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Barclays Libor scandal: Is truth an easy casualty in the digital age?

Barclays bank was caught manipulating global interest rates, known as Libor, in an act of deception over the bank's financial soundness. Preventing such dishonesty needs more than regulation.

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This month, Seventeen magazine promised it will never change the images of a model’s body or face shapes. The decision was the result of an online campaign led by a 14-year-old girl in Maine fed up with friends’ complaints about not meeting the body images portrayed – often falsely – in such magazines. (Teen Vogue is now the target of a similar campaign.)

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What can help people avoid being deceptive and dishonest? According to social psychologist Dan Ariely at Duke University, the best answer is not so much fear of regulatory punishment or even fear of God. Rather, in his new book, “The (Honest) Truth About Dishonesty – How We Lie to Everyone – Especially Ourselves,” he says the answer may lie in assuming that most people prefer to be honest – and just need the right kind of reminder.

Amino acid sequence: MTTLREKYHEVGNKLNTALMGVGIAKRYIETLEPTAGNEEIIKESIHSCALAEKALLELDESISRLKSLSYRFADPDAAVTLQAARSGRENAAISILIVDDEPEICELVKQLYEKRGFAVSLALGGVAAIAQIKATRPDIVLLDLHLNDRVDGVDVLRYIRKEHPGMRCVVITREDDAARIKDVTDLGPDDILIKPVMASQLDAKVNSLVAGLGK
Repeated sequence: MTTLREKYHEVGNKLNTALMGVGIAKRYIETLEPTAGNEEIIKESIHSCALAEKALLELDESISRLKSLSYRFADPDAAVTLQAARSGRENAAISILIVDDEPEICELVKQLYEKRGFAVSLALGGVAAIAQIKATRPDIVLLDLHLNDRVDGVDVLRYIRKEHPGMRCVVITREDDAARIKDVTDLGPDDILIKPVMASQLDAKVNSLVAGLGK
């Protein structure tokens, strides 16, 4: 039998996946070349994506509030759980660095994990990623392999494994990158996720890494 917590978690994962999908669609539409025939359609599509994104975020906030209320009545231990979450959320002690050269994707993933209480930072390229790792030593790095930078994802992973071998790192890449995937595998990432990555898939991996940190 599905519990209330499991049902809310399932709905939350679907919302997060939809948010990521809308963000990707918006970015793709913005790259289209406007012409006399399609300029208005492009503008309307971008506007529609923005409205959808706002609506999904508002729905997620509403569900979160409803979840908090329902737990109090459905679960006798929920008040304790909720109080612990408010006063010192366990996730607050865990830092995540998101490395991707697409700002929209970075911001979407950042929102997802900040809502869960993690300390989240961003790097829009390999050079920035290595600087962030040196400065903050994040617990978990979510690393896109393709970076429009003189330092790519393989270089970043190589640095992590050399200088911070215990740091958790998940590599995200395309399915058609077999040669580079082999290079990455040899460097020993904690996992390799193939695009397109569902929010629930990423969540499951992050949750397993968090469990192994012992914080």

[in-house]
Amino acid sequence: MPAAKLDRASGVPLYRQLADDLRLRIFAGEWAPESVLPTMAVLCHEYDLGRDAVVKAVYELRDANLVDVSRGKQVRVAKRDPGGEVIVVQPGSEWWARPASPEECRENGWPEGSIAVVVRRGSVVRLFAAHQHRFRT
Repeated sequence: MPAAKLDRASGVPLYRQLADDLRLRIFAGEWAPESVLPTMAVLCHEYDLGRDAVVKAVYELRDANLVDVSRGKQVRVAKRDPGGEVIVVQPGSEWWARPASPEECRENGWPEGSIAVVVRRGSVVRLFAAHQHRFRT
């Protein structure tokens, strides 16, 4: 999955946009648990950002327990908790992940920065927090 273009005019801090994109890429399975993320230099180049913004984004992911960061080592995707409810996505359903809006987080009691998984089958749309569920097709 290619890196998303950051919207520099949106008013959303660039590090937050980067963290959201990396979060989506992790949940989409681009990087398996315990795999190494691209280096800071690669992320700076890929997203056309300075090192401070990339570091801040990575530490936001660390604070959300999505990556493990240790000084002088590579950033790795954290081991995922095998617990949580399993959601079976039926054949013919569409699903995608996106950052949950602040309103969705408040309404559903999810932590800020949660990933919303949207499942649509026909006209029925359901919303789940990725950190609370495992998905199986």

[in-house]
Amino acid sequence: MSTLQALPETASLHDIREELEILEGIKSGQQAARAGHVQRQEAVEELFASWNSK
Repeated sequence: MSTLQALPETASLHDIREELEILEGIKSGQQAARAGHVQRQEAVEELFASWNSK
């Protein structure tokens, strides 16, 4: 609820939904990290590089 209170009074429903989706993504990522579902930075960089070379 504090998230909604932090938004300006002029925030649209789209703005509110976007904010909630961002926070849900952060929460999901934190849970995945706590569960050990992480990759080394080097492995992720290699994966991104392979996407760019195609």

“Doing something as simple as recalling moral standards at the time of temptation can work wonders to decrease dishonest behavior or potentially prevent it altogether,” he writes.

His social experiments show that cheating can be reduced to zero when people – even atheists – are asked to think about the Ten Commandments. One group of students didn’t cheat at all after they signed an agreement to follow the college’s “honor code” – even though the college didn’t have one.

Dr. Ariely says people have an innate “moral structure” and merely need to take note of their thinking with high scrutiny in order to behave better.

Still, he worries about the ease of deception.

“From all the research I have done over the years,” writes Ariely, “the idea that worries me the most is that the more cashless our society becomes, the more our moral compass slips. What will happen to our morality as a society as financial products become more obscure and less recognizably related to money (think, for example, about stock options, derivatives and credit default swaps)?”

He wrote that before news of the Libor scandal broke. His advice may be the best one to heed as officials in Britain and America sort out this grand deception on interest rates.


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